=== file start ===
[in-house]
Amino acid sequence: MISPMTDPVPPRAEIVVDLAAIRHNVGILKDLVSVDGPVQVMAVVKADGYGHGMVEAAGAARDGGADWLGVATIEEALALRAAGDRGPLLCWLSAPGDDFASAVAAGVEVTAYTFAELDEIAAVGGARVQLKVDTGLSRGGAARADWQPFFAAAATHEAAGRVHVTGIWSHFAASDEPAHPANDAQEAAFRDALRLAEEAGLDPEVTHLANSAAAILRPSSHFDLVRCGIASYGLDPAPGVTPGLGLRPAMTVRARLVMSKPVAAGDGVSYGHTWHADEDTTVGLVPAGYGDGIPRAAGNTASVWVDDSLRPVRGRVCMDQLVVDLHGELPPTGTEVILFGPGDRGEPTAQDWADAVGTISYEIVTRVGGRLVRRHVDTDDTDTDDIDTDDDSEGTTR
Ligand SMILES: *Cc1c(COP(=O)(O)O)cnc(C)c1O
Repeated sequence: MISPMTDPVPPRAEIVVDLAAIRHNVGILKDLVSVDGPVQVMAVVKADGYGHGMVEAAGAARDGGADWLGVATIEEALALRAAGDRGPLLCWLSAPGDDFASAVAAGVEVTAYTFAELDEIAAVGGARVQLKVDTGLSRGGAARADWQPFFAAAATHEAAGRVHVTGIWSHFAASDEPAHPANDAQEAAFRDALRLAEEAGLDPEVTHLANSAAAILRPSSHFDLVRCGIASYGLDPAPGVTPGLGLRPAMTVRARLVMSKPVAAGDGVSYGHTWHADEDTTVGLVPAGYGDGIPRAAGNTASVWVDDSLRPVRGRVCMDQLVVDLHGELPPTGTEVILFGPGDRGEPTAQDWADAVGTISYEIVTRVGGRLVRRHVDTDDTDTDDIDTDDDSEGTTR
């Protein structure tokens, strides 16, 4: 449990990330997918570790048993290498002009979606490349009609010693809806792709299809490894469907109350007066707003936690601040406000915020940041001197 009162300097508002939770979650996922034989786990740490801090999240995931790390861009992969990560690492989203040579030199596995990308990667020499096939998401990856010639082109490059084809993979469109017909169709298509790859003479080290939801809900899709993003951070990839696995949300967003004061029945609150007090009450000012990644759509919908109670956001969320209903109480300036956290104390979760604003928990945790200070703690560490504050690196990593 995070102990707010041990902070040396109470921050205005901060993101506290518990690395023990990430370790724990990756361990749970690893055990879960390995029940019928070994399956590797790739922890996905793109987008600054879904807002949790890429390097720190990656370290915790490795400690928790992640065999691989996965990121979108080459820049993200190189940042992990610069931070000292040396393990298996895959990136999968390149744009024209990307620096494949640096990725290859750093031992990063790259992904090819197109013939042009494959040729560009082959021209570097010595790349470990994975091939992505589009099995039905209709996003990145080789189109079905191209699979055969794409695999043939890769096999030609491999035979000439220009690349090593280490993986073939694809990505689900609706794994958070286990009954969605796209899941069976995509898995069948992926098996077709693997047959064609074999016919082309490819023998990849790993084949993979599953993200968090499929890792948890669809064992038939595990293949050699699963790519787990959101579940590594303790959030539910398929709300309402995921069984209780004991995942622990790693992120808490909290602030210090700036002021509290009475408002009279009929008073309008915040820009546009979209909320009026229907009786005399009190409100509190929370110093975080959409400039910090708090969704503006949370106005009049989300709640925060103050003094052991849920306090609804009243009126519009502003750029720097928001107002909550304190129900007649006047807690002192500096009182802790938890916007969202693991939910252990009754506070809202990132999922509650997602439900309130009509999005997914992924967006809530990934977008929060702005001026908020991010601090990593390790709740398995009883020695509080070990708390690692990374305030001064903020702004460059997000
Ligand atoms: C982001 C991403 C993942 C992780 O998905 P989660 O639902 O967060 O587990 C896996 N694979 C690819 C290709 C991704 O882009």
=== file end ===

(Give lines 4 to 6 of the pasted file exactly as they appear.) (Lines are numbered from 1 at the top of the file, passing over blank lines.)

Repeated sequence: MISPMTDPVPPRAEIVVDLAAIRHNVGILKDLVSVDGPVQVMAVVKADGYGHGMVEAAGAARDGGADWLGVATIEEALALRAAGDRGPLLCWLSAPGDDFASAVAAGVEVTAYTFAELDEIAAVGGARVQLKVDTGLSRGGAARADWQPFFAAAATHEAAGRVHVTGIWSHFAASDEPAHPANDAQEAAFRDALRLAEEAGLDPEVTHLANSAAAILRPSSHFDLVRCGIASYGLDPAPGVTPGLGLRPAMTVRARLVMSKPVAAGDGVSYGHTWHADEDTTVGLVPAGYGDGIPRAAGNTASVWVDDSLRPVRGRVCMDQLVVDLHGELPPTGTEVILFGPGDRGEPTAQDWADAVGTISYEIVTRVGGRLVRRHVDTDDTDTDDIDTDDDSEGTTR
């Protein structure tokens, strides 16, 4: 449990990330997918570790048993290498002009979606490349009609010693809806792709299809490894469907109350007066707003936690601040406000915020940041001197 009162300097508002939770979650996922034989786990740490801090999240995931790390861009992969990560690492989203040579030199596995990308990667020499096939998401990856010639082109490059084809993979469109017909169709298509790859003479080290939801809900899709993003951070990839696995949300967003004061029945609150007090009450000012990644759509919908109670956001969320209903109480300036956290104390979760604003928990945790200070703690560490504050690196990593 995070102990707010041990902070040396109470921050205005901060993101506290518990690395023990990430370790724990990756361990749970690893055990879960390995029940019928070994399956590797790739922890996905793109987008600054879904807002949790890429390097720190990656370290915790490795400690928790992640065999691989996965990121979108080459820049993200190189940042992990610069931070000292040396393990298996895959990136999968390149744009024209990307620096494949640096990725290859750093031992990063790259992904090819197109013939042009494959040729560009082959021209570097010595790349470990994975091939992505589009099995039905209709996003990145080789189109079905191209699979055969794409695999043939890769096999030609491999035979000439220009690349090593280490993986073939694809990505689900609706794994958070286990009954969605796209899941069976995509898995069948992926098996077709693997047959064609074999016919082309490819023998990849790993084949993979599953993200968090499929890792948890669809064992038939595990293949050699699963790519787990959101579940590594303790959030539910398929709300309402995921069984209780004991995942622990790693992120808490909290602030210090700036002021509290009475408002009279009929008073309008915040820009546009979209909320009026229907009786005399009190409100509190929370110093975080959409400039910090708090969704503006949370106005009049989300709640925060103050003094052991849920306090609804009243009126519009502003750029720097928001107002909550304190129900007649006047807690002192500096009182802790938890916007969202693991939910252990009754506070809202990132999922509650997602439900309130009509999005997914992924967006809530990934977008929060702005001026908020991010601090990593390790709740398995009883020695509080070990708390690692990374305030001064903020702004460059997000
Ligand atoms: C982001 C991403 C993942 C992780 O998905 P989660 O639902 O967060 O587990 C896996 N694979 C690819 C290709 C991704 O882009």